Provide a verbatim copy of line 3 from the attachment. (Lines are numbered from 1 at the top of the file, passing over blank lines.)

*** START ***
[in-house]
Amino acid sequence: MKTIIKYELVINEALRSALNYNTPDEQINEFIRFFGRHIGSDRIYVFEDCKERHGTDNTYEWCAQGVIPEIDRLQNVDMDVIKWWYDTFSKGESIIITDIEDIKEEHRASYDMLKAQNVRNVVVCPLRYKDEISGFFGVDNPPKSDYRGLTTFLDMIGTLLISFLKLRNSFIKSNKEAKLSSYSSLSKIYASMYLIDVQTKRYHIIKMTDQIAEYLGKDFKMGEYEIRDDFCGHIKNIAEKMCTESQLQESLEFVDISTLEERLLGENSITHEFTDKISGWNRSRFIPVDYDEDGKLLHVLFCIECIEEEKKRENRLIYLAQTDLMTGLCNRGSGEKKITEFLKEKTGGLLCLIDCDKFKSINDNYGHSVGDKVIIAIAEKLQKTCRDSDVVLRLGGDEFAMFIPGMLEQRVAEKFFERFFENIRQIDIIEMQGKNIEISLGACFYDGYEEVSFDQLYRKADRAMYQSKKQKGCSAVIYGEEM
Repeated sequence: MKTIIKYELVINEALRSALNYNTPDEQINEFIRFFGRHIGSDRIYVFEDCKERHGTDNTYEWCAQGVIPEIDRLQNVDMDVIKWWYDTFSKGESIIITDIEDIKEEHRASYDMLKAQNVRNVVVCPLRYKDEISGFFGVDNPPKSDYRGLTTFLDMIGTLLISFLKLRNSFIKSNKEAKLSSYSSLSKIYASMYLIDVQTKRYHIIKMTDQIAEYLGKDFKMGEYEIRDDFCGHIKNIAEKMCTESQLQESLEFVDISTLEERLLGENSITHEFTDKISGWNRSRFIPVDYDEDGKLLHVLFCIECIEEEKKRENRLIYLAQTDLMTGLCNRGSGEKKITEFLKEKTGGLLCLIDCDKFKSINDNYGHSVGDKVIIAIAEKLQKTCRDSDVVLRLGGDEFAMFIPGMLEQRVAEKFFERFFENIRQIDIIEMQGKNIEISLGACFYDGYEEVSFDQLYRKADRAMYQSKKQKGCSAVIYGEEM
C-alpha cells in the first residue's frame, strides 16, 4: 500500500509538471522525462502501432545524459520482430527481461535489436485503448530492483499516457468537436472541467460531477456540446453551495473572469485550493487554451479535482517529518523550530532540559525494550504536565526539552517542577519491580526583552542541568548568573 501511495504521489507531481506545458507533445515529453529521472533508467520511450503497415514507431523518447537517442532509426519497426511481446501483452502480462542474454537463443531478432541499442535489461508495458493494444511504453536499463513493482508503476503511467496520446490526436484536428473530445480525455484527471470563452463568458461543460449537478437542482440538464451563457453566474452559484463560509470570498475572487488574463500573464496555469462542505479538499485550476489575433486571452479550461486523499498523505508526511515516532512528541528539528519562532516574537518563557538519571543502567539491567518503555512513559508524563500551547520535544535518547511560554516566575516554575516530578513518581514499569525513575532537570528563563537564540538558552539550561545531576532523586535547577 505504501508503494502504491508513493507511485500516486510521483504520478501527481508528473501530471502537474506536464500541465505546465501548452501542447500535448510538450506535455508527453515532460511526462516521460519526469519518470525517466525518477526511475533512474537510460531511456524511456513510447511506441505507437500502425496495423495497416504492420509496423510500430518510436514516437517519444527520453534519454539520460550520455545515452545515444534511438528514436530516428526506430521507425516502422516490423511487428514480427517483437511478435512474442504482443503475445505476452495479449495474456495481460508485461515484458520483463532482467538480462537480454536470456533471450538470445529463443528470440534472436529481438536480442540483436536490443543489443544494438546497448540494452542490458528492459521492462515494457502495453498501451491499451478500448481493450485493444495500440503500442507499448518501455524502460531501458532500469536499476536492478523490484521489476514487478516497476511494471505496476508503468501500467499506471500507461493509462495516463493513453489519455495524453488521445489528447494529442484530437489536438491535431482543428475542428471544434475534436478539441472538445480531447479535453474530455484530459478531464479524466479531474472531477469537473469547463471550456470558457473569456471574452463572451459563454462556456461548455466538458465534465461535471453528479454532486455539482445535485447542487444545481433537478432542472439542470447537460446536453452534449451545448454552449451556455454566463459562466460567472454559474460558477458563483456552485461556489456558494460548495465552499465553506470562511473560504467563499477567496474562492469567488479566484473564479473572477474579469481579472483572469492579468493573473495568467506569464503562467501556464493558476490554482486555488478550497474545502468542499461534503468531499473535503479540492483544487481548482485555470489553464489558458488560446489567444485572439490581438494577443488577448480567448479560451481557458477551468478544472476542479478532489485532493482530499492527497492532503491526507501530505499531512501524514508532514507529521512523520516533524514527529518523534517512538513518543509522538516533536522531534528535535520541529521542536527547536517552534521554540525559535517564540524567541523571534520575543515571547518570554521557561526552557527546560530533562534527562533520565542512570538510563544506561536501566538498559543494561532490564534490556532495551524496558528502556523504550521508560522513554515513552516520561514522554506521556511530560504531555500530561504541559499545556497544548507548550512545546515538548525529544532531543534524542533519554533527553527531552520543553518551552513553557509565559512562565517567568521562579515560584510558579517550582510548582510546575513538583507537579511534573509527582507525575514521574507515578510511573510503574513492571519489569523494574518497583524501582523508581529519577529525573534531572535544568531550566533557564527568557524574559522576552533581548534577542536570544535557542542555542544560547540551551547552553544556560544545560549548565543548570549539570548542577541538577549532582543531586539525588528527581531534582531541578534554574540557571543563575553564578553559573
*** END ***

Repeated sequence: MKTIIKYELVINEALRSALNYNTPDEQINEFIRFFGRHIGSDRIYVFEDCKERHGTDNTYEWCAQGVIPEIDRLQNVDMDVIKWWYDTFSKGESIIITDIEDIKEEHRASYDMLKAQNVRNVVVCPLRYKDEISGFFGVDNPPKSDYRGLTTFLDMIGTLLISFLKLRNSFIKSNKEAKLSSYSSLSKIYASMYLIDVQTKRYHIIKMTDQIAEYLGKDFKMGEYEIRDDFCGHIKNIAEKMCTESQLQESLEFVDISTLEERLLGENSITHEFTDKISGWNRSRFIPVDYDEDGKLLHVLFCIECIEEEKKRENRLIYLAQTDLMTGLCNRGSGEKKITEFLKEKTGGLLCLIDCDKFKSINDNYGHSVGDKVIIAIAEKLQKTCRDSDVVLRLGGDEFAMFIPGMLEQRVAEKFFERFFENIRQIDIIEMQGKNIEISLGACFYDGYEEVSFDQLYRKADRAMYQSKKQKGCSAVIYGEEM